White Mask Q&A

White Mask is the moniker of Blackpool-based electronic producer, Kris Blacow. Kris is a respected and meticulous producer, who’s played Liverpool before at Upitup Record’s legendary rave nights — but appears to have been on hiatus the last few years. He was gracious enough to let me pick his brain ahead of his first live set in five years at Emotion Wave 13


Can you give us a history of White Mask — where did it all begin?

A long time ago, when I was 4–5 years old, my Dad, who is very musical (and still a drummer to this day) would encourage me to listen to music by letting me stay up late to watch TV programmes like The Old Grey Whistle Test — amongst others, who’s names are long forgotten.

I was introduced to David Bowie’s Ashes to Ashes and Visage’s by Fade to Grey videos — which notably contained a spinning optical illusion of a plastic mask-like face in white. As a four-ish year old kid in 1980, these videos scared me half to death and are some of the first memories I have of watching TV and hearing serious music. The aforementioned white mask in the video, unsurprisingly, is the origin of the name White Mask.

The big musical eureka moment for me though was being given Tangerine Dream’s Exit and White Eagle albums on an a ridiculously old C90 cassette tape, which I still have somewhere. When I was about seven, it was immediate sci-fi escapism, and conjured images to my little seven year old brain of space civilisations, alien intelligences and the far, far future.

Similarly, my Dad’s psychedelic vinyl collection provided lots of bizarre listening fodder for a bored ten year old kid who was off school with a cold: mostly prog, jazz rock and synthesiser music — bands like Vangelis, King Crimson, Yes and Peter Gabriel.

By my mid teens I’d followed in the footsteps of Dad and was drumming in rock, metal and indie bands, but became disillusioned with generally being at the bottom of the heap and just being told what to do by those photogenic lead singers and guitarists. I’d also been listening to a lot of ambient/electronica from the early 90’s onwards: Aphex Twin, Future Sound of London, The Orb, Orbital, Autechre etc - the usual suspects of the time really — then I started buying Sound on Sound magazine and drooling over all that expensive gear they used to showcase.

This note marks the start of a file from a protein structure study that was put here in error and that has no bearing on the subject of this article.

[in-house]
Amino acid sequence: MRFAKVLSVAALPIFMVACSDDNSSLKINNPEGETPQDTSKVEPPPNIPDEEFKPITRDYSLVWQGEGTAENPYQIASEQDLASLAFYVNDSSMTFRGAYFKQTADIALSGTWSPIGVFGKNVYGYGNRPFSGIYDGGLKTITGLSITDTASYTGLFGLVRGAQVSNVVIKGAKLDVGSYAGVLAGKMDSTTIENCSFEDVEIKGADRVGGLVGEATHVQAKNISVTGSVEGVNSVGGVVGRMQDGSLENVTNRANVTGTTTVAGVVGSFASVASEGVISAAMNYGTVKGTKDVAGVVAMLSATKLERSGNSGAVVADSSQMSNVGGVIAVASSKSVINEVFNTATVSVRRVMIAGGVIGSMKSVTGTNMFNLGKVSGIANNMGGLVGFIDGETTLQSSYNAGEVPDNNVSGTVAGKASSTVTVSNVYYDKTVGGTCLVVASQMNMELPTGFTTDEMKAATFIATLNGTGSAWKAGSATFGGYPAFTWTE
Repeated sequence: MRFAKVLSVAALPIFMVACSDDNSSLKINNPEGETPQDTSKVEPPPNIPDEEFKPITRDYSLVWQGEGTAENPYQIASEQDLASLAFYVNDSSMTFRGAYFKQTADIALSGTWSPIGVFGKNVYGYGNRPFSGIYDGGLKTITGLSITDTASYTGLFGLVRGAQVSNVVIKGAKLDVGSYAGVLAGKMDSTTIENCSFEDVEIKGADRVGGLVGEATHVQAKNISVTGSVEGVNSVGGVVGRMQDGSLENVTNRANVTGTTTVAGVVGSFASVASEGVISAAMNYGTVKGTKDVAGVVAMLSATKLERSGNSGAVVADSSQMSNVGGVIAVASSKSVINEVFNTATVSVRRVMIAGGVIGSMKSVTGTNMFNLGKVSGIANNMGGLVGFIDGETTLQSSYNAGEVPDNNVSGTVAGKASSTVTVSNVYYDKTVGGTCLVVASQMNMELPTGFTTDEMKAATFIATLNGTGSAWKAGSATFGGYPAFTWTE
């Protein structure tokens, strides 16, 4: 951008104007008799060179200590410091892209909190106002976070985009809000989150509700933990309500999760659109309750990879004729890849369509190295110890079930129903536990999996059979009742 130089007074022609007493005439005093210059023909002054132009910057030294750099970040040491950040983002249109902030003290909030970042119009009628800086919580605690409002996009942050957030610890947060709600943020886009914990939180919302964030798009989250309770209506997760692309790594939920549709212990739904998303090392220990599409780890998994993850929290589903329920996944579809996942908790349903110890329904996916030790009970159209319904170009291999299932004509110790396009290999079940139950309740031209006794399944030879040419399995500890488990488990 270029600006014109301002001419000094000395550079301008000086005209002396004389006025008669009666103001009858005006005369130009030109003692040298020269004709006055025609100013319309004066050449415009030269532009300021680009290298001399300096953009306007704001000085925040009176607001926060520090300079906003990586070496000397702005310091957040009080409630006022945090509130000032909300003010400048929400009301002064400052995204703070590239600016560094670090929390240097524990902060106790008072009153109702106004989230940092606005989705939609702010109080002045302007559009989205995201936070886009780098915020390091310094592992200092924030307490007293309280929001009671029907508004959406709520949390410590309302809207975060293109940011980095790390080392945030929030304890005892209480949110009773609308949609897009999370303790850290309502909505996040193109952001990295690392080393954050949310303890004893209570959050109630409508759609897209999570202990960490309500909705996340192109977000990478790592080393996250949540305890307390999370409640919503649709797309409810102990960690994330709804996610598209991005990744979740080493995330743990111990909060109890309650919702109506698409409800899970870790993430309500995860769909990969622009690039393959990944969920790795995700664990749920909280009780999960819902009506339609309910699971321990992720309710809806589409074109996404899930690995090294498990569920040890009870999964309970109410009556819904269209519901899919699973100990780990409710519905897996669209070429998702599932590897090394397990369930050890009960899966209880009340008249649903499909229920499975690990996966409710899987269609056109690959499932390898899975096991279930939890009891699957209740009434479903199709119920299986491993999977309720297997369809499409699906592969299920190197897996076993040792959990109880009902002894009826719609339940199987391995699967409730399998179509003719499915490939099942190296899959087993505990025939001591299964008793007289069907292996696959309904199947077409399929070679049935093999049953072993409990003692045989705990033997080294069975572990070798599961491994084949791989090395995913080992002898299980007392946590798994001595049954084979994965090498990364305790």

By the mid 90’s I was an art student in St Helens working with good old Cubase on the Atari ST and a variety of synths, modules and drum machines mostly purchased from the old Loot magazine.

You’re part of a sort of microcosm of Blackpool-based producers (alongside VHS Head and Phono Ghosts), how much would you say, if at all, you influence each other’s creative output?

The main influence between us was really in 2004 when we all tried to make full albums’ worth of music every month for a year, it was definitely one of the most creative years for me and the monthly, deadline based approach made us all compete to make the best music we could.

These days we all have our own artistic spaces that we’ve each kind of have ring fenced, I’d definitely say there’s some influence between the three of us, but I think it’s more on a subconscious level in how we influence each other: we all share an interest in the paranormal. We also share a love of old and/or bad movies and TV and the aesthetics that surround these products: posters, packaging etc, and of course similar music tastes ranging from electronic, to prog rock to library music.

Outside of music, what influences you?

I’m a big fan of the writing of Iain M Banks, particularly his Culture novels, the paranormal writings of John Keel, and also many other books describing High Strangeness UFO/Cryptid encounters such as Jacques Vallée’s work.

I also have a fascination with cosmology and books such as The Goldilocks Enigma and Cosmic Jackpot by Paul Davies, which asks big questions about how our universe is seemingly fine tuned to allow for life. Related to that is any media that makes you question or study the nature of reality.

Another interest is nostalgic old TV programmes ranging from the mundanity of something like 80s episodes of London’s Burning to obscure old kid’s sci-fi TV shows such as Under the Mountain or Star Fleet.